Shabby Chic Living Room Decor

shabby chic living room

A shabby-chic living room begins with beautifully old, distressed items and a focus on white and pastel colors. How can you make it work in your own space?


When I wrote my post about shabby chic bedroom decor, I didn’t realize how popular the topic would be. It seems that Life At Home readers have plenty of interest in this unconventional yet attractive style. So I thought I would pursue the matter by researching the style in other rooms, and today we’re going to look at how to turn your living room into a stylish shabby chic boudoir.


One of the essential elements of shabby chic is the color palette you use. Shabby chic does well with pastel colors like mint, pink, baby blue and beige. These colors tend to keep the style more feminine as well.

White is really the foundational shade of shabby chic. Think heirloom lace, white muslin, natural cotton bleached by sun and time.

Shabby-chic Style Living Room by Los Angeles Photographers Amy Neunsinger

White is the perfect backdrop to display the characteristics of shabby-chic: chipped paint, distressed fabrics, eclectic patterns.

And yet, if pastel isn’t your thing, you can still get away with pops of bright color, in moderation.

Shabby-chic Style Living Room

Once you’ve chosen one or two pastels to work with, you can build on it with darker shades of the same color, and with contrasting or complementing shades. But keep it light–a few color items are enough to make a big effect.


The essence of shabby chic shows in the choice of furniture just as much as in the choice of colors. Heirloom, vintage, farmhouse-style furniture are all appropriate choices. Even better if the paint is chipped or the piece shows other types of distress caused by age.

Shabby-chic Style Family Room by Richmond Interior Designers & Decorators Mikey Fuller Interiors

Nothing stops you from repainting a piece if you really want to, but it’s only shabby if it looks, well, a little shabby.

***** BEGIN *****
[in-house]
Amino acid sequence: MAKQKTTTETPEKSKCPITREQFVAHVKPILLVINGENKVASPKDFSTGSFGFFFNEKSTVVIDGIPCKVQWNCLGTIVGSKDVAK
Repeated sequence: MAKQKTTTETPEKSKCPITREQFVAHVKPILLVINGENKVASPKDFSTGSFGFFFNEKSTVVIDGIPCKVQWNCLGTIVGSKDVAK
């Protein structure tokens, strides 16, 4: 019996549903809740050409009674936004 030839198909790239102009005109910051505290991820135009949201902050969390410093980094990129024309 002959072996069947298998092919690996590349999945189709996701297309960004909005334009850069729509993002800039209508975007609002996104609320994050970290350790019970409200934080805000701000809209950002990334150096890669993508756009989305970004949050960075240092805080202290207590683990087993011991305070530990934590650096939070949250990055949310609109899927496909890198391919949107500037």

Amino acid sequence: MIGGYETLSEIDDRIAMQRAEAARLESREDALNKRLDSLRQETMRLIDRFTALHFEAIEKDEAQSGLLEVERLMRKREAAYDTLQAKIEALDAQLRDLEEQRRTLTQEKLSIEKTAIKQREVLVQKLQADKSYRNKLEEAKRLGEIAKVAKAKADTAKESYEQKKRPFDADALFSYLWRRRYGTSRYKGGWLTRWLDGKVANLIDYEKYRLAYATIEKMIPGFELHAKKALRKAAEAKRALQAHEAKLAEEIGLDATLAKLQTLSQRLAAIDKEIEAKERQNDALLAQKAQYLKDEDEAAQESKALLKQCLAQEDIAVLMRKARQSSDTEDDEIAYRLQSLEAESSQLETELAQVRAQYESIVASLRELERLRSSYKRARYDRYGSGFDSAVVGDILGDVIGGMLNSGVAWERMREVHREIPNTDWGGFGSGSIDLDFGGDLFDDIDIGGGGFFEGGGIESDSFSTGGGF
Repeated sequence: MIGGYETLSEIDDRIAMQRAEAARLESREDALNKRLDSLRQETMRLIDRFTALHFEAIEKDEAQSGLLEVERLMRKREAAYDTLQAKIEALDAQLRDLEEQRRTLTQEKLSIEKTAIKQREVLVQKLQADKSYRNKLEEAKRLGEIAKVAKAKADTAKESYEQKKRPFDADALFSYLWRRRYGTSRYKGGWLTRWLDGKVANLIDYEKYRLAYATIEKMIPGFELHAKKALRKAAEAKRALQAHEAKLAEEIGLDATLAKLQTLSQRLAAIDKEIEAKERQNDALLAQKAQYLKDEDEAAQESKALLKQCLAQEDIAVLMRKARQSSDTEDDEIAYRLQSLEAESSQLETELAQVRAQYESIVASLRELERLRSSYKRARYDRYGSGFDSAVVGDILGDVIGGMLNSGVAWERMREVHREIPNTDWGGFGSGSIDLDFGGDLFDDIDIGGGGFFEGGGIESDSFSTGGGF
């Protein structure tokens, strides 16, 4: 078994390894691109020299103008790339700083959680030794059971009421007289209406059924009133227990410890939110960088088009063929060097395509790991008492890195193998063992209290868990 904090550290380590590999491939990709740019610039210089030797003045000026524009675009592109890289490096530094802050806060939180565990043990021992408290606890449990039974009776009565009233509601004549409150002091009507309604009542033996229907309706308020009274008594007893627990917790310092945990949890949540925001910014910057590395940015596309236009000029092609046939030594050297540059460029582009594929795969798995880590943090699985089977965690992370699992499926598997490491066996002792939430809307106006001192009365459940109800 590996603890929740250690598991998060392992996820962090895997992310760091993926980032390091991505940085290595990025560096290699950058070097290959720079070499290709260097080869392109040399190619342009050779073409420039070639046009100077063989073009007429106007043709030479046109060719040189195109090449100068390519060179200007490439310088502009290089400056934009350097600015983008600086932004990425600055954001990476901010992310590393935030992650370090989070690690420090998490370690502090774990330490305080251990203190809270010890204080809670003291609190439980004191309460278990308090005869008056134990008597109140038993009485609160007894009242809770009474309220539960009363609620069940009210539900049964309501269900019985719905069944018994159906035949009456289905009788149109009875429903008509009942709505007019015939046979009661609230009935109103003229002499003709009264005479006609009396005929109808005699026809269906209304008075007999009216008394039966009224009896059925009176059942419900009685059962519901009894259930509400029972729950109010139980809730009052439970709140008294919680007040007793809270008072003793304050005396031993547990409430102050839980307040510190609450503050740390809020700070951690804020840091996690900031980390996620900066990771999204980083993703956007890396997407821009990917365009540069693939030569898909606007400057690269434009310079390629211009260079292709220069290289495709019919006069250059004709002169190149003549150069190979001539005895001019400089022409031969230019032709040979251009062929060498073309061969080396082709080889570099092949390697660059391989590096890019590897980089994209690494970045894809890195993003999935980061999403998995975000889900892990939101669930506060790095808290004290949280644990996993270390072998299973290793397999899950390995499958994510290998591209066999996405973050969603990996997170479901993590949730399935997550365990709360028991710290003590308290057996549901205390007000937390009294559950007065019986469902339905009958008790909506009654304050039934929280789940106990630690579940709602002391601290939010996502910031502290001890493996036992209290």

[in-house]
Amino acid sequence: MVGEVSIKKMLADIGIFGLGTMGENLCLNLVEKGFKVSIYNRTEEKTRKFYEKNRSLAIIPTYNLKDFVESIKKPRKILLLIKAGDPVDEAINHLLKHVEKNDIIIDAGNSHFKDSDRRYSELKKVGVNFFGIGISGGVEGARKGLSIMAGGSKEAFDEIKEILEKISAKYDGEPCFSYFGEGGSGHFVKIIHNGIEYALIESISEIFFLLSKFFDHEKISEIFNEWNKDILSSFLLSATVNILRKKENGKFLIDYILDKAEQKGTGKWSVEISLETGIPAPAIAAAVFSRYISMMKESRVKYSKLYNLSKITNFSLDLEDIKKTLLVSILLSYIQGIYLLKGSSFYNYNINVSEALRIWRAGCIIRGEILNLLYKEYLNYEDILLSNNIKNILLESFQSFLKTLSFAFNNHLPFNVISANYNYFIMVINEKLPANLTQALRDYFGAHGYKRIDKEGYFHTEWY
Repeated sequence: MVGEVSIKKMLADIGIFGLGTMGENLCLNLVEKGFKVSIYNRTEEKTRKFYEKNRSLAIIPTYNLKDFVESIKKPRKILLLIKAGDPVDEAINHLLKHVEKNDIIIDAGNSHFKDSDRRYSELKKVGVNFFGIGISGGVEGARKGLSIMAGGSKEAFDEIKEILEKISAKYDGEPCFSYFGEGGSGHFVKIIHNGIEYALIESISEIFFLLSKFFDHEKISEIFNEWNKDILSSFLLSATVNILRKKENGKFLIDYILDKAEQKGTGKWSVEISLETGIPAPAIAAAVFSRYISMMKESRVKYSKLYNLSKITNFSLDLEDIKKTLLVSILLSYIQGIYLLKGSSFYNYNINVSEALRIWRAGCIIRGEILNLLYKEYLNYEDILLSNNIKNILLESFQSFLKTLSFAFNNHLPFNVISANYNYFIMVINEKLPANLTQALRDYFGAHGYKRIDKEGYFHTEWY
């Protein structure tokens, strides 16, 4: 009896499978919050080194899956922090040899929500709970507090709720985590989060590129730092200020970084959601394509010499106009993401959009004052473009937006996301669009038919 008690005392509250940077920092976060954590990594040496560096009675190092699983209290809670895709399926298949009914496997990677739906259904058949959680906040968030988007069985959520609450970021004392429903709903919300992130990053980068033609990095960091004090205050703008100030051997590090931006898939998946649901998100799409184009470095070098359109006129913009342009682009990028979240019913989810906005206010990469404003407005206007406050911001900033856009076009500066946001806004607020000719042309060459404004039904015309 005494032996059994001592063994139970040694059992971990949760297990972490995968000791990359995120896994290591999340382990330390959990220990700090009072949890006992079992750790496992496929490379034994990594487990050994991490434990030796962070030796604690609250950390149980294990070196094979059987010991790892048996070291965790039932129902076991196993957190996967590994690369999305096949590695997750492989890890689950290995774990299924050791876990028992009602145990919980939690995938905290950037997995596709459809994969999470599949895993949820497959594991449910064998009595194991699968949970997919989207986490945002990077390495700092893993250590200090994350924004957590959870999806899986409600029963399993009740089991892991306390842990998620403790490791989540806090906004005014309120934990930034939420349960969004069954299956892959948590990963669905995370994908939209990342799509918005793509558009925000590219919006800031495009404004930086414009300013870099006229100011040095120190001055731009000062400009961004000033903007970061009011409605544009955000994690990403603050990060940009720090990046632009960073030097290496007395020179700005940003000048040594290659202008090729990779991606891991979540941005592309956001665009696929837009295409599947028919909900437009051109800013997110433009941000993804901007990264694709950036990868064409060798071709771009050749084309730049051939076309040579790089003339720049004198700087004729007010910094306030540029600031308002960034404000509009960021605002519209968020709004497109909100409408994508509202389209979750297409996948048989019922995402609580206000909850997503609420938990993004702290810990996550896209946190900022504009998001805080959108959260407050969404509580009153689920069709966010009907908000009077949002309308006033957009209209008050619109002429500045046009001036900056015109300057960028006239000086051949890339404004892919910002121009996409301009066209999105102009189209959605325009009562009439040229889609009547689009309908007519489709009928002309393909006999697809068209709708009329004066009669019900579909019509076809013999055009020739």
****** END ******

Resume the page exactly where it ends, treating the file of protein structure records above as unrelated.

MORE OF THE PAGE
For the living room, old dressers and buffets are perfect. Go antiquing for a truly shabby coffee table, or upcycle something you already have. In the summer, hunting garage sales is the best way to find interesting pieces for almost nothing.

Shabby-chic Style Family Room

When it comes to seating, you want to use fabric covers to make even the most modern sectional sofa look a little old and worn. Natural cotton fabric is a favourite among shabby-chicers because it wrinkles easily, giving the sofa an interesting well-worn look.

I don’t advocate getting sofas off the street–bedbugs and all–so you can certainly indulge in actually new furniture here. Get your sewing machine out and make your own fabric covers, or ask a specialist.


The accessories in a shabby-chic living room are what gives it its distinctive chicness. It can’t be all shabby, after all!

Out-of-fashion glass items like vases and candlesticks can do very well in this type of living room, along with vintage mirrors (wood or metal, as long as it looks a bit distressed), grandfather clocks, wicker baskets, cushions from your grandmother’s couch, and of course a little greenery.

Shabby-chic Style Living Room

Think cute, kitschy floral patterns, hand-sewn cushions and hand-knitted throws. Artisanal accessories are a really good choice for this type of decor, since they always look a bit imperfect. And isn’t that what lends them their beauty?

For lighting, chandeliers are definitely a favourite, along with kitschy table lamps–remember those with the crystal edging that clinks whenever you reach out to turn on the light? Candlesticks are also beautifully fitted for the shabby-chic living room.

It’s all about the chic

A good shabby-chic living room balances the character of used items with the natural lightness of white and pastels. It is a space where you are a free to indulge in nostalgia for simpler, less technological times, where TV wasn’t the centre of attention and where everyone spent their time entranced by conversation rather than their phones.

I know this style is really popular lately, and it shows a desire to shed a bit of our obsession with modernity and recover the lost joys of handmade items and quiet Sunday evenings knitting or reading to the tick-tock sound of a grandfather clock. How do you see the shabby-chic style in your life? What does it allow you to do that another style wouldn’t? Let me know in the comments!

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